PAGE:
Speaker: Kirti Prakash
Department: Institute of BMolecular Biology, Mainz, Heidelberg University Heidelberg. Carnergie institution for science, Baltimore usa, current affiliation institute paris
Subject: Structurally distinct periodic and dynamic chromatin domains revealed by super-resolution fluorescence microscopy
Location: Bionanoscience Department, TU Delft
Author: Mirte Golverdingen
A large spectrum of chromatin domains between DNA and the chromosome territory level remains unexplored. We do understand the morphology of the DNA helix since the 1950’s and a decade ago Bolzer et al. showed the morphology of intra-chromatic departments of chromatins (see Figure 1). However, the morphology and behavior of the region between single DNA morphology and intra-chromatic departments is still fairly unknown. Genomic methods have already found a large spectrum of chromatin domains between the DNA and the chromosomal territory level, however their regulation is not known yet. To learn more of the regulation of gene expression, we have to obtain a better understanding of the unknown region.
Figure 1: False color representation of all CTs visible in this mid-section after classification with the program goldFISH.
Adapted from: Bolzer, A., et al. (2005). Three-dimensional maps of all chromosomes in human male fibroblast nuclei and prometaphase rosettes. PLoS biology, 3(5), e157.
Kirti Prakash studied these intermediate chromatin features by using single-molecule localization methods (SMLM). Classical microscopy methods, such as conventional light and electronic microscopy, are not able to identify intermediate chromatin features because of specificity and a poor resolution. Therefore, nanoscale imaging is required to describe chromatin complexity.
SMLM is the best method to study chromatin organization because it has the best resolution in a small area. From all SMLM methods, PALM/STROM has the best resolution and distance in xyz area. When asked if the time resolution had not to be taken into account, Prakash mentioned that time resolution is not important for the research he is doing. Moreover, he mentioned that the PALM/STORM microscope set-up technique is very simple, because no much alignment is needed.
However, the preparation of the buffers and fluorophores is very complicated, because the combination of buffer and fluorophores need to have a high photon expression number, prevents photo-bleaching and it has to blink for a long time. The search to a combination that has all three characteristics is time consuming and hard. Therefore, I think that PALM/STORM is not that better than other SMLM methods as Prakash suggested in his talk.
Dyes as Hoechst and DAPI undergo phot-conversion when binding to the minor DNA groove, therefore they are a good tool of chromatin studies for SMLM. The red shift of the fluorophore makes that you can exclusively excite the dyes that are bound to the DNA. This makes that the dyes do not bleach and that there are still a lot of signals. This high labeling density is required to study unknown structures.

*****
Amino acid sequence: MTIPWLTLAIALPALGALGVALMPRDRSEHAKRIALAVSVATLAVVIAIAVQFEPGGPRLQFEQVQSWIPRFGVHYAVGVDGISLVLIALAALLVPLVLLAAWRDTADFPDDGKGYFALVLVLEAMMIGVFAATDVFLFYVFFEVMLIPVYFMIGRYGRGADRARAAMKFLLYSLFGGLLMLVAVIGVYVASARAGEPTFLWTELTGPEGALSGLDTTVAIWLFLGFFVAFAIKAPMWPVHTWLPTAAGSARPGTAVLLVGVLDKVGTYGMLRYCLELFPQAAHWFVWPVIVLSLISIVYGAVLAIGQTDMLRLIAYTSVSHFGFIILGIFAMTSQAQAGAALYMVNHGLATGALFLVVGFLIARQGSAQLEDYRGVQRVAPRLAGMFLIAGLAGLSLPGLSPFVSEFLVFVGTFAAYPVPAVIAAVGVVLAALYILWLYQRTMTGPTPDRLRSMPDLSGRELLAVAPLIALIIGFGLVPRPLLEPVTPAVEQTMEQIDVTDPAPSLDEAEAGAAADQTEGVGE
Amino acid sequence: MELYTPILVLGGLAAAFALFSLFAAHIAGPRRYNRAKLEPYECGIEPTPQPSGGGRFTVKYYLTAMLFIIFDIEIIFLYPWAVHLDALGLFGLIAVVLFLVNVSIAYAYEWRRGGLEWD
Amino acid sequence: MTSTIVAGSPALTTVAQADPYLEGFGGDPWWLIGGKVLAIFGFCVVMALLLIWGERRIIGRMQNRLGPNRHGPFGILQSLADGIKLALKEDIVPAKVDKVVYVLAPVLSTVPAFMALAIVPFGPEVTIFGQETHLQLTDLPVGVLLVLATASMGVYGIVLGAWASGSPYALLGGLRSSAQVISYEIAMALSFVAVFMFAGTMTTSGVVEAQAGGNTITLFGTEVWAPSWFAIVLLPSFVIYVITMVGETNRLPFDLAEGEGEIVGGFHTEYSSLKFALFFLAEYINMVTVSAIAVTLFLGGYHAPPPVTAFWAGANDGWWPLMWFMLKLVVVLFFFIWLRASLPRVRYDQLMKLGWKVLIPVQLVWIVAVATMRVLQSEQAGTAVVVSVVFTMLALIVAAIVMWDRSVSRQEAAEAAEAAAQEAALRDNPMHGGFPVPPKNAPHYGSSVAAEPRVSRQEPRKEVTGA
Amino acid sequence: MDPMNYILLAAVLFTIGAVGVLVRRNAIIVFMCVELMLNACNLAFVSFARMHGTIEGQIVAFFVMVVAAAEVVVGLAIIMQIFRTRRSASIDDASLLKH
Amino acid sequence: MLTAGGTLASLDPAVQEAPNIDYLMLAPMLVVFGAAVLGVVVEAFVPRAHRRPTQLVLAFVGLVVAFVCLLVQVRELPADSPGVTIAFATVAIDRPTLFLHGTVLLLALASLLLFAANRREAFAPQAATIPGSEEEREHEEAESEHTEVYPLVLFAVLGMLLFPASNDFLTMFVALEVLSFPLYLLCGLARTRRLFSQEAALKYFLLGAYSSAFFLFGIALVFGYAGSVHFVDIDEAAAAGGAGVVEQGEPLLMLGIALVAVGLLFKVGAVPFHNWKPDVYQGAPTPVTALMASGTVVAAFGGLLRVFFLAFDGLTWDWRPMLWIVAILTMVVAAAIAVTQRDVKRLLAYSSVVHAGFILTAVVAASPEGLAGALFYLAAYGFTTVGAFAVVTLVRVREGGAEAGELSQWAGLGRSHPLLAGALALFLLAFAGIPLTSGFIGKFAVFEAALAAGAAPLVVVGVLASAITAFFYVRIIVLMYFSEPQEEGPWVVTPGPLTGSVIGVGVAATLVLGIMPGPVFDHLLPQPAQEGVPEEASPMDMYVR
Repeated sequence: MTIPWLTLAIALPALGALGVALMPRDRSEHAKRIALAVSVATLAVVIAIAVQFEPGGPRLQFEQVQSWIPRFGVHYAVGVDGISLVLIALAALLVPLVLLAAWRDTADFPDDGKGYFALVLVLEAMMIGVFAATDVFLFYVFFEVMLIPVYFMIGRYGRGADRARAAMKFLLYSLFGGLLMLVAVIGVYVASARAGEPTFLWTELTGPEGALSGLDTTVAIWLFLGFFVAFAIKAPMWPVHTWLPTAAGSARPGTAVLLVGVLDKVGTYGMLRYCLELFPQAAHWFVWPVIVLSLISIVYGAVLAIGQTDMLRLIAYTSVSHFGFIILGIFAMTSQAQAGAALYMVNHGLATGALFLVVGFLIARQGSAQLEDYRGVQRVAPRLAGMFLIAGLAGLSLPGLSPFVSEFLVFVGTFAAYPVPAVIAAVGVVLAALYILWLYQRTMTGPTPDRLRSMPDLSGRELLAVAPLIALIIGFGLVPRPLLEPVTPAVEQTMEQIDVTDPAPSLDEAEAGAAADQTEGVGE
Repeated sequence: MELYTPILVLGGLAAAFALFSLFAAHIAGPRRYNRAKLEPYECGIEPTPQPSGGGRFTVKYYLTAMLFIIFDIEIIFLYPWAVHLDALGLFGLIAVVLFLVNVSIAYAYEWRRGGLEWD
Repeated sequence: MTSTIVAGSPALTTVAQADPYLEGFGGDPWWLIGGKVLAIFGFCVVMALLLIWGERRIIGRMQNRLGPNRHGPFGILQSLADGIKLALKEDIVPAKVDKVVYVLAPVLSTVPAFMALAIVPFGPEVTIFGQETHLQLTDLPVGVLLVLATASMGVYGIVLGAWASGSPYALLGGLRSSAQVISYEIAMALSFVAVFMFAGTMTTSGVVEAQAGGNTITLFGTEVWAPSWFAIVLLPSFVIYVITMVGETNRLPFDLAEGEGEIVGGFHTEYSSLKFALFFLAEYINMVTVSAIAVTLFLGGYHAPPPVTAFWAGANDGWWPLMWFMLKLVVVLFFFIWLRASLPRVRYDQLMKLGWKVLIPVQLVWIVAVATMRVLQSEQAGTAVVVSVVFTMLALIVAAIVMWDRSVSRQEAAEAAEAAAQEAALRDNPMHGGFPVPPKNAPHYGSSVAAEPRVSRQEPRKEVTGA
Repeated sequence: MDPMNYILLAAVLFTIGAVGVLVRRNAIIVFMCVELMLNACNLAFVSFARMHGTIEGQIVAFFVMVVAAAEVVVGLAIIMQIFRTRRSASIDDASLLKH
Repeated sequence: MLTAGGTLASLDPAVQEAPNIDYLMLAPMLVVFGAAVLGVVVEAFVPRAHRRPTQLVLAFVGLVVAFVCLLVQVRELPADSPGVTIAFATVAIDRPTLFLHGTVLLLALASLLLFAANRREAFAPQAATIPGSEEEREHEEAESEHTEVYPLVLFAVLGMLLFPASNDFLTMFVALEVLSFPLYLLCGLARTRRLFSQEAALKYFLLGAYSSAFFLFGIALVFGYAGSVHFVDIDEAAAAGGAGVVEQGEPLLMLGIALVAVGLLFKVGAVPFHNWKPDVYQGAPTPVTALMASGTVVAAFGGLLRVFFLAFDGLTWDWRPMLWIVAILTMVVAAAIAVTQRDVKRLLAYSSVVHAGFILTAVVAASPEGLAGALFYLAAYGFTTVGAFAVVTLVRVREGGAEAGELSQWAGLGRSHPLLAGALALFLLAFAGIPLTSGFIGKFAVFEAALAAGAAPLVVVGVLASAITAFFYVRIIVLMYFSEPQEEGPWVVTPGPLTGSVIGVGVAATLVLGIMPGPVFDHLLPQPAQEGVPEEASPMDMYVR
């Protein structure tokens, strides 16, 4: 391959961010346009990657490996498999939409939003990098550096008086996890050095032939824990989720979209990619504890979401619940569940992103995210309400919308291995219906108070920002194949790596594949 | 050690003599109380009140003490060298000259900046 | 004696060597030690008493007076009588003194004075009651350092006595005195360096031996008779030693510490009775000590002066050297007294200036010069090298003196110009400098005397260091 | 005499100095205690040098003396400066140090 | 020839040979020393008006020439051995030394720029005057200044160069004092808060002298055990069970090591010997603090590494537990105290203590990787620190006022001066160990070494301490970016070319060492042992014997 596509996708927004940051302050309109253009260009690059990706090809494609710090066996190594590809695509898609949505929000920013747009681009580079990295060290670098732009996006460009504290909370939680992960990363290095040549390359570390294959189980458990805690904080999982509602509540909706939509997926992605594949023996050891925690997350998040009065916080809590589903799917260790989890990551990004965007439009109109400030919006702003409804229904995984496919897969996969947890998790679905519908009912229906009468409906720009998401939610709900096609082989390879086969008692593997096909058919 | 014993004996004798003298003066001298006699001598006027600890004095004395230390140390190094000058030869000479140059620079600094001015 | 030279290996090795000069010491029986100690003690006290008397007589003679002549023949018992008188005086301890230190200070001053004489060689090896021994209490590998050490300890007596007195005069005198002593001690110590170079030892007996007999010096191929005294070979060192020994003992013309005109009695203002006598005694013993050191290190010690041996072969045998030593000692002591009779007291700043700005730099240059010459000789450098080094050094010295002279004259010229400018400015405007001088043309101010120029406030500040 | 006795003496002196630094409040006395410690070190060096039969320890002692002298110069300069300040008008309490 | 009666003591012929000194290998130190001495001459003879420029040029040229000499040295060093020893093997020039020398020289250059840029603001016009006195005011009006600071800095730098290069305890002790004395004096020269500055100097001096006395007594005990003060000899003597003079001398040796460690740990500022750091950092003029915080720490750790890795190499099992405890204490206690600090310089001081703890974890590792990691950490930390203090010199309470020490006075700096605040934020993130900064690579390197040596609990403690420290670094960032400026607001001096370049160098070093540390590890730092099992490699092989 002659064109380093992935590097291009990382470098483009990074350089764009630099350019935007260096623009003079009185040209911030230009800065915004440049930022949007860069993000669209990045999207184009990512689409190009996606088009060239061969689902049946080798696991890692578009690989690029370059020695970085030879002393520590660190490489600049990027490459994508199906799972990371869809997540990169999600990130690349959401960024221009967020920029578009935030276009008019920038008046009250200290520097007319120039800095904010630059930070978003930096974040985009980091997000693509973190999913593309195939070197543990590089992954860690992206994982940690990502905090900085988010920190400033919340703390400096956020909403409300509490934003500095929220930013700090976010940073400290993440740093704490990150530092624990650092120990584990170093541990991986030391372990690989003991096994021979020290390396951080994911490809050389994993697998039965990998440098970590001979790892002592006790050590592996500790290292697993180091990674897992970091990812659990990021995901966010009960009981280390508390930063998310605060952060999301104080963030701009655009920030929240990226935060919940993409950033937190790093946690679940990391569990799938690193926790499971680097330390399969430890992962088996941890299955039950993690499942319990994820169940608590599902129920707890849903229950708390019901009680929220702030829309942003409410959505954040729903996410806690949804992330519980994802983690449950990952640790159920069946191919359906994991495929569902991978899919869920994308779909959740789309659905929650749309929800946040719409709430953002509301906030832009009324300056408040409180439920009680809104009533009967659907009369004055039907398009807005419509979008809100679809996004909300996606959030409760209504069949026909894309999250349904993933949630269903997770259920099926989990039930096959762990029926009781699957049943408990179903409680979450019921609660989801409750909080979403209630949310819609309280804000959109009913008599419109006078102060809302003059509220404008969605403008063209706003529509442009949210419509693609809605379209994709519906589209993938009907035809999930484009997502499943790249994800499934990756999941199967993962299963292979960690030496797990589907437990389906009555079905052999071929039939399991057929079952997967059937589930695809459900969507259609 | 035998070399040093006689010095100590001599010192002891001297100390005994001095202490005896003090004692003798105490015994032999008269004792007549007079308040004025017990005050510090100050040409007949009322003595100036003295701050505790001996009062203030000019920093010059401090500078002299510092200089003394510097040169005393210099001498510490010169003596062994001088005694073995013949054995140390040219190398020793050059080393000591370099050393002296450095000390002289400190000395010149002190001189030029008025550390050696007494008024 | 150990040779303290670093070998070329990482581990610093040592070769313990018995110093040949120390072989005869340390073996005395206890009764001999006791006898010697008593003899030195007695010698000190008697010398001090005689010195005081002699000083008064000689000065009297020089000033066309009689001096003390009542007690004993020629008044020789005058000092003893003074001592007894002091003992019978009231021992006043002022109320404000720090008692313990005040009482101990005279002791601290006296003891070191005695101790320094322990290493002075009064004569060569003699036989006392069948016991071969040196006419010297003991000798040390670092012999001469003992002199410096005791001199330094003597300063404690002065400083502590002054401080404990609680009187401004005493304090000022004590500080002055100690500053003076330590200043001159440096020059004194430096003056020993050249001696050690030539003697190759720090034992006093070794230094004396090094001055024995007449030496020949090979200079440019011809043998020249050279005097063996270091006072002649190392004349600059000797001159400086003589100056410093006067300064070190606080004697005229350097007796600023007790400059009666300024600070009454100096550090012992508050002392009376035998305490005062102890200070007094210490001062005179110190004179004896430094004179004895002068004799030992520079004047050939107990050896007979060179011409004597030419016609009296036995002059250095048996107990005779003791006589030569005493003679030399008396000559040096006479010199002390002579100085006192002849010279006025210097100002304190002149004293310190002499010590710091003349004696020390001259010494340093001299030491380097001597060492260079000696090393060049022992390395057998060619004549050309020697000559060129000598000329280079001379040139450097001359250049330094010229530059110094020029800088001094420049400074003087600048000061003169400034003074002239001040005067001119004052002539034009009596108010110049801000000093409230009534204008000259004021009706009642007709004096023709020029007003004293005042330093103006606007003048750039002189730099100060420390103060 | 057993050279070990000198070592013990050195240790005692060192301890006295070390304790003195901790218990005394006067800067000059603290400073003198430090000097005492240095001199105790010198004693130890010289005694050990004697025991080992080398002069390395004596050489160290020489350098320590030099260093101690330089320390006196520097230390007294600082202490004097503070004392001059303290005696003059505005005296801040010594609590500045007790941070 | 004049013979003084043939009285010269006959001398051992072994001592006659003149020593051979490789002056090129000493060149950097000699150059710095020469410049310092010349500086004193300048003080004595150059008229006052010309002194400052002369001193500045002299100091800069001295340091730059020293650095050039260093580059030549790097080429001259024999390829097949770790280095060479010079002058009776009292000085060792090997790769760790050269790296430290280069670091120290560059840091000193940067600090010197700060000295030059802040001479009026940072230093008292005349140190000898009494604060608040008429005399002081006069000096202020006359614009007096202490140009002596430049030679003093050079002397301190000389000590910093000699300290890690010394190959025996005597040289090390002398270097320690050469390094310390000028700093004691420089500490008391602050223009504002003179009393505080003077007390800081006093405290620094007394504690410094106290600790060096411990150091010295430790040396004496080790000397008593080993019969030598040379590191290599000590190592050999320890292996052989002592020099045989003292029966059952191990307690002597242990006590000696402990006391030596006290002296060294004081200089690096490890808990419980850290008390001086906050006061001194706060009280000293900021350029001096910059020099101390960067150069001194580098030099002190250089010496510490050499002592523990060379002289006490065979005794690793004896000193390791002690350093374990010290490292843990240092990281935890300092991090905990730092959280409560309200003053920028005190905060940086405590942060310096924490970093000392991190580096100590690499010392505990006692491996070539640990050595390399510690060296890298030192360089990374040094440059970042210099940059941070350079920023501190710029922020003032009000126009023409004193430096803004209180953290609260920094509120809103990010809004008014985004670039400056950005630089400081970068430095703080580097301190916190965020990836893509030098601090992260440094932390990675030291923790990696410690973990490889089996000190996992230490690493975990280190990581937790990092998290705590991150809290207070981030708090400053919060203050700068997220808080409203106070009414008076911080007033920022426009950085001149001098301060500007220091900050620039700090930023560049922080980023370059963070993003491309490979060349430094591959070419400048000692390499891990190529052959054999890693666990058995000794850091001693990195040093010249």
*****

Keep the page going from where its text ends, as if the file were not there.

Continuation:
According to Prakash, this method of direct DNA staining is better than previous methods based on antibody staining o histone proteins. This is because you can have a 5 times higher labeling density. However, can we really compare the DNA-staining with histone labeling? Histones behave different from DNA itself, so are you not comparing apples with oranges?
By using the technique Prakash was able to study the hierarchical structure of the chromatin in a single experiment. He made 2D images of a 3D domain, so different in z-direction could not be measured. He showed that there were clusters of chromatin in the cell. However, is this really a fair conclusion if you have no idea of the clustering of chromatin in the z-direction.
By studying the clusters visualized, Prakash could research the chromatin complex morphology. He observed ring and rod like chromatin domains and displacement of active histone modification during stress. In mammalian cells, the chromatin complexes rearrange after stress. So, according to Prakash SMLM contributes to describe the spectrum of unknown chromatin domains between the nucleosome and chromosome level.
Prakash, however, did not convince me of the value of SMLM to the study of unknown chromatin domains. He compared the results of Histone labeling with his DNA staining assay, which was, I think, not fair. Moreover, his visualization of the chromatin complexes was in 2D without a verification that this 2D representation was valid. I think that a more validated study to chromatin complexes with this assay would have a better contribution to research on these complexes.